After camping out at Big Sur and a couple of other places along the coast, our friends decided to move on. Paul had just gotten a small inheritance from his grandmother who had recently died, so we had enough for a security deposit and rent on our own place. The first place we rented was a rather large one-bedroom apartment in an apartment complex. There was a pool table in the rec room, which was cool, but we had no furniture at all. We bought a mattress, and my parents bought us a television – a recurring theme later on. Then, we went dumpster diving and shopping at thrift stores to find some other items to get us by. Now that we were settled, or so we thought, it was time to plan our wedding. We asked the friends we’d camped with from back home to be our witnesses since they were still on the west coast, and they happily agreed. We found a ring at a pawn shop and a tails coat at a St. Vincent DePaul thrift shop. Paul insisted on buying me a new dress to get married in, so we went to a hippie clothing store for that. We found a non-denominational minister through Social Services. He’d been the prison preacher, was retiring soon and, at 85, was thrilled to be performing his first wedding ever. I’m not sure he realized at the time just what he was getting himself into. Because we had been living together for over a year, the state of California, under a special provision, waived the blood test and just issued the license immediately.
We planned to get married April 5th, 1975 on the beach in Santa Cruz, California. Paul picked the spot because it was where the San Lorenzo River met the Monterey Bay and the Monterey Bay met the Pacific Ocean. He was all about symbolism and finding meaning in everything. Also, because of symbolism, he wanted a sunrise wedding but realized that we couldn’t actually see the sunrise on the ocean at the west coast, and sunset had the wrong symbolism. He quickly decided that morning was still a good time, though not too early, because it would give us the whole rest of the day to celebrate. The reception was planned for our favorite nude beach, Bonnie Dune. Now that we’d both gotten over our modesty, we went to these nude beaches often. I decided to change my name and take Paul’s last name because of all the trauma I’d experienced when I lived at home. I had made the decision early on to someday change my name, and his was a good opportunity and a good name. Paul was pleased. Cavanaugh has now been my name much longer than my original one.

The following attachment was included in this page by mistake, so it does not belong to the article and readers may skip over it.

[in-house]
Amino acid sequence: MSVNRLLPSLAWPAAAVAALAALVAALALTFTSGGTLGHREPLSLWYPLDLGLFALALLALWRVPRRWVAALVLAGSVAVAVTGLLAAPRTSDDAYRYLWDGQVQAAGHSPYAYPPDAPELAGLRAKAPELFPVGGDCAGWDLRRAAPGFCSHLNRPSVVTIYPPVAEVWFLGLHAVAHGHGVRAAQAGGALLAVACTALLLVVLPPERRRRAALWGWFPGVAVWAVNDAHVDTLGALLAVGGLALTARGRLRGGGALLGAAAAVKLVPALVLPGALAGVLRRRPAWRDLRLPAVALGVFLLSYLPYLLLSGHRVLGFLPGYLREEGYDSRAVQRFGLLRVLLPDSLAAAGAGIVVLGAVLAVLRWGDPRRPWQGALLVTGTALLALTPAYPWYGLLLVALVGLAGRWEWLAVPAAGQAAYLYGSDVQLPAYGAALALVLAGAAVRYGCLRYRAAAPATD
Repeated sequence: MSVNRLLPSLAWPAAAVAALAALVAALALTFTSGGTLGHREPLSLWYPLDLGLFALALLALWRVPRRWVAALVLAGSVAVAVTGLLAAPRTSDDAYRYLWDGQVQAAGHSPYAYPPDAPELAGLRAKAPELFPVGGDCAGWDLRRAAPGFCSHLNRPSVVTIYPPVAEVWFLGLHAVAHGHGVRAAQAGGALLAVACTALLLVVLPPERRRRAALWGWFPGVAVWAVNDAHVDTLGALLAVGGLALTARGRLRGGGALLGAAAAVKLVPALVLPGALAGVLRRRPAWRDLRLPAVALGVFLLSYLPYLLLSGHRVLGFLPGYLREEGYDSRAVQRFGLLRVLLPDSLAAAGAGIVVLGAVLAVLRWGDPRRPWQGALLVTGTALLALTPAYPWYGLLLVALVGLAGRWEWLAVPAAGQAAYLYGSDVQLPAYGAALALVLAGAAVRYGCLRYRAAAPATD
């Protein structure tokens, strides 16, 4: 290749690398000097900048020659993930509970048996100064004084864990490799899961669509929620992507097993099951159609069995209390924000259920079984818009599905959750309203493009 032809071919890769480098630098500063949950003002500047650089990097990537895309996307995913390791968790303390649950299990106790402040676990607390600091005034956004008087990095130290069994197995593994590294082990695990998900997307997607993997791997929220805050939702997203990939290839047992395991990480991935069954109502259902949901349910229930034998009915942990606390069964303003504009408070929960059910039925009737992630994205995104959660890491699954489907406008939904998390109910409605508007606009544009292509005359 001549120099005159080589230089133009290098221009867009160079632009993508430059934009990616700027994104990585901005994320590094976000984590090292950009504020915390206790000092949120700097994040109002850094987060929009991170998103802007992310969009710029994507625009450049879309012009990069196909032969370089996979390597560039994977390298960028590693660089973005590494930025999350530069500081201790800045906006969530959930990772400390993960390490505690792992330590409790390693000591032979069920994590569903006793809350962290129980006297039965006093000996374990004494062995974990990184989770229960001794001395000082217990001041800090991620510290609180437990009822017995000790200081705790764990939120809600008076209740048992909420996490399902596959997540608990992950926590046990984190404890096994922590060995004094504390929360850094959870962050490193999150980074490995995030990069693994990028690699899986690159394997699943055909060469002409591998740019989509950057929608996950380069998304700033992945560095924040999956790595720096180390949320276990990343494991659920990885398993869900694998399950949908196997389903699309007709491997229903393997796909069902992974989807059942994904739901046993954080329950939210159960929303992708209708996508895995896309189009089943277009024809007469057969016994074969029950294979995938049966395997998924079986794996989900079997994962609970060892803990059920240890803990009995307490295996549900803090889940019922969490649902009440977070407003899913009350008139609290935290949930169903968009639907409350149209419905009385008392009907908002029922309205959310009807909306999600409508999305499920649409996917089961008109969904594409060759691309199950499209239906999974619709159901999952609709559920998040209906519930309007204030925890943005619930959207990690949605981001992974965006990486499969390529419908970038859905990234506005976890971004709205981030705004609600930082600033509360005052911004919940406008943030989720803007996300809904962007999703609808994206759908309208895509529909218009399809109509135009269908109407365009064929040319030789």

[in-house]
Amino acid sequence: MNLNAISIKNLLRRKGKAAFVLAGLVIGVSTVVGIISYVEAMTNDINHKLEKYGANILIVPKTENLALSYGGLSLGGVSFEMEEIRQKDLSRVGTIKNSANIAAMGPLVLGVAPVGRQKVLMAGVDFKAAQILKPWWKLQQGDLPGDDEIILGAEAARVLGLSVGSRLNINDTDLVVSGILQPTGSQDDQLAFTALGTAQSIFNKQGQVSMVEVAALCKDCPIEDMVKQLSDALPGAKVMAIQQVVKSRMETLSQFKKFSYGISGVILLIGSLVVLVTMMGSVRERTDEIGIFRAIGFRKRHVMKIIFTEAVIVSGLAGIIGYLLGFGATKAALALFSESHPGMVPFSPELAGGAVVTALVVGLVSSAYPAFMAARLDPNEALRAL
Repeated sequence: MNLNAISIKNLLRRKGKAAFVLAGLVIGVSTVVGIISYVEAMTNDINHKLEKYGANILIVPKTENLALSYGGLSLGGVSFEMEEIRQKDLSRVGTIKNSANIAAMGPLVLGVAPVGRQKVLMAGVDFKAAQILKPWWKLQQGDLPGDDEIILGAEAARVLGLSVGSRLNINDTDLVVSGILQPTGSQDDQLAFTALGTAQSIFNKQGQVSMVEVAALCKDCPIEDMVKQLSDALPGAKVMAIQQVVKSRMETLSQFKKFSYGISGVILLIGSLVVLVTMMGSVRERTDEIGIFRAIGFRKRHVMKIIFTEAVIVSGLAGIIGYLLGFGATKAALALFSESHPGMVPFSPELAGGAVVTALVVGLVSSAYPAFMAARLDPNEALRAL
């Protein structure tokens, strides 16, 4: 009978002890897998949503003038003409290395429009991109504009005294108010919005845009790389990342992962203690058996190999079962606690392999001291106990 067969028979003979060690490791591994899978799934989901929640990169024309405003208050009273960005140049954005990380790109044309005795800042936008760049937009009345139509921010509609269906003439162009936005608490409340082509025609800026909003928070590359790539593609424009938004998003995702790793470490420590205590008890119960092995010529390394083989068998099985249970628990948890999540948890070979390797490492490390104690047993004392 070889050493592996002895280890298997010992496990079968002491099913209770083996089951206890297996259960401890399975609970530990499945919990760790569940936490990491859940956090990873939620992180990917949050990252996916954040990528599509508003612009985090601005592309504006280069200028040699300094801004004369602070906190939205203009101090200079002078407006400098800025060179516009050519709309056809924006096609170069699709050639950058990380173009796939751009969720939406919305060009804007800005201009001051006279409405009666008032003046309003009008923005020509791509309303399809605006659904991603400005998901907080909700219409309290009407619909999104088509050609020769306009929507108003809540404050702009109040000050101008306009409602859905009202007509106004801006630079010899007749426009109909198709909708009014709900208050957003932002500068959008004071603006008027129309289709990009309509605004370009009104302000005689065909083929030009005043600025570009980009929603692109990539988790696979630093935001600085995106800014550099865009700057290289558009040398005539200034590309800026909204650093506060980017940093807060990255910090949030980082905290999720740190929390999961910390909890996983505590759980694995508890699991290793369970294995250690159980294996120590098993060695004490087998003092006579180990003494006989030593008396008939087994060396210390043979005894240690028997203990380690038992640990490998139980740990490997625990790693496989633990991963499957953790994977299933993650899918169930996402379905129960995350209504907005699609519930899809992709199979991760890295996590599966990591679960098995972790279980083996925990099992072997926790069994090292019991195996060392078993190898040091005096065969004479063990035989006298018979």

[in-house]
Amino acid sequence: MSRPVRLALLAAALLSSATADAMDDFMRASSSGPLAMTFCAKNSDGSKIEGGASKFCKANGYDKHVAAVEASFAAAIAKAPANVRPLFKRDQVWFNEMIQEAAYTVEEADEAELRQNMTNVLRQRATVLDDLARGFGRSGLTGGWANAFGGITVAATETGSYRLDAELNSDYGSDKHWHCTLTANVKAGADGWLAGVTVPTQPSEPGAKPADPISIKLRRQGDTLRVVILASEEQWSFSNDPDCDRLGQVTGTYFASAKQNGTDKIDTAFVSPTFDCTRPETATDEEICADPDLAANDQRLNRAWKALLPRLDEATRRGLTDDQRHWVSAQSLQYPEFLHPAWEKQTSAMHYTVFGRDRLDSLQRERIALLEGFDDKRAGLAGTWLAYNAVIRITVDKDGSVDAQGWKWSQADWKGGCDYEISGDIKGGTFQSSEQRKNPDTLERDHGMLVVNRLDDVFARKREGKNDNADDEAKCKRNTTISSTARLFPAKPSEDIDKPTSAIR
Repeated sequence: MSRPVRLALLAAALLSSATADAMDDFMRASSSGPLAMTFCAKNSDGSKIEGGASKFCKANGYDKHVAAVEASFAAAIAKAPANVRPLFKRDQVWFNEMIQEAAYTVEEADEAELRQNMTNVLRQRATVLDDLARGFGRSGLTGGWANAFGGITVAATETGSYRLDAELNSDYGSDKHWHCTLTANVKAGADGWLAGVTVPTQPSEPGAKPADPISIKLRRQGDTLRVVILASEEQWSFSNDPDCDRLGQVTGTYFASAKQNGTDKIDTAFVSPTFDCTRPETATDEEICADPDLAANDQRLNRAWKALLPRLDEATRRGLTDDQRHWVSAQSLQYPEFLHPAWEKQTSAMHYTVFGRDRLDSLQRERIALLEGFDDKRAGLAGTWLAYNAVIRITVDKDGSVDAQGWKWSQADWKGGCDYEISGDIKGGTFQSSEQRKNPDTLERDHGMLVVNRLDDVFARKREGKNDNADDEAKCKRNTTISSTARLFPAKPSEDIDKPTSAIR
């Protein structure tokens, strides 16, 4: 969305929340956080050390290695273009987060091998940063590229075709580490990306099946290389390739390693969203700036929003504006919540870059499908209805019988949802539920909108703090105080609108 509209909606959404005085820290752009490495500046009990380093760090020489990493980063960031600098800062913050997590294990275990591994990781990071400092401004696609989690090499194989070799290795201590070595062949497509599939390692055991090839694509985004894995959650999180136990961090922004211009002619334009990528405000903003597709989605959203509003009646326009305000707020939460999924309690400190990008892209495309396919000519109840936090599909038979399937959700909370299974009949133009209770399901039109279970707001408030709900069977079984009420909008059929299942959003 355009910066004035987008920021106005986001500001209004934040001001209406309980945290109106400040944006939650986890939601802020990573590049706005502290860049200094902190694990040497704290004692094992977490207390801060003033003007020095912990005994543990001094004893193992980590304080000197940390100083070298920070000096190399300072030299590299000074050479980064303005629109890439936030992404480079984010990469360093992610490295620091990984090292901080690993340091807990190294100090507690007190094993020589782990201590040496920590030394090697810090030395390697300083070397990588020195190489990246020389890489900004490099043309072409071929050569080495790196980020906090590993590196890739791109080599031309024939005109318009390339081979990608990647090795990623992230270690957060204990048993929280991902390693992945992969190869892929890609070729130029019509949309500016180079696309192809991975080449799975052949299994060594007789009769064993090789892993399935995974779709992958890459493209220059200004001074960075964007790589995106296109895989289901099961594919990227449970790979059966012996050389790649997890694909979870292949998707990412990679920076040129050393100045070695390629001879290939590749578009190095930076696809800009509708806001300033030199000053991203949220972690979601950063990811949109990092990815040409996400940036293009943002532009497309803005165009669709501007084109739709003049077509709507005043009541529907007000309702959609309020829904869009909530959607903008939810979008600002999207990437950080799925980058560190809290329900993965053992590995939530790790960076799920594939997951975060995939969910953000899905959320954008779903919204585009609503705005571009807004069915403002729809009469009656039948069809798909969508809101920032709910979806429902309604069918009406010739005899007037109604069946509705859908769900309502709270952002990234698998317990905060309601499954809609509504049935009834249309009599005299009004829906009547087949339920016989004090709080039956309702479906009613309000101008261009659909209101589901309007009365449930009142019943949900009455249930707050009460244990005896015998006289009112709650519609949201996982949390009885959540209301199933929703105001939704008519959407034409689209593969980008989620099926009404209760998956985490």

It was pouring rain when we woke up the morning of the wedding. Our commune friends, including Paul’s sister Sage, had arrived the night before and crashed in the living room. Needless to say, we’d all stayed up way too late partying and prepping food for the reception. We also had to regroup a bit since our original witnesses had traveled on to parts unknown and weren’t going to show up. So, we asked Sage and another friend to stand in for them. Paul wasn’t thrown by any of it, and certainly not by the rain. “Just have faith,” he said as he sat on the living room floor patching his wedding blue jeans. He also told that to the minister when he called to ask if we were cancelling or moving the ceremony.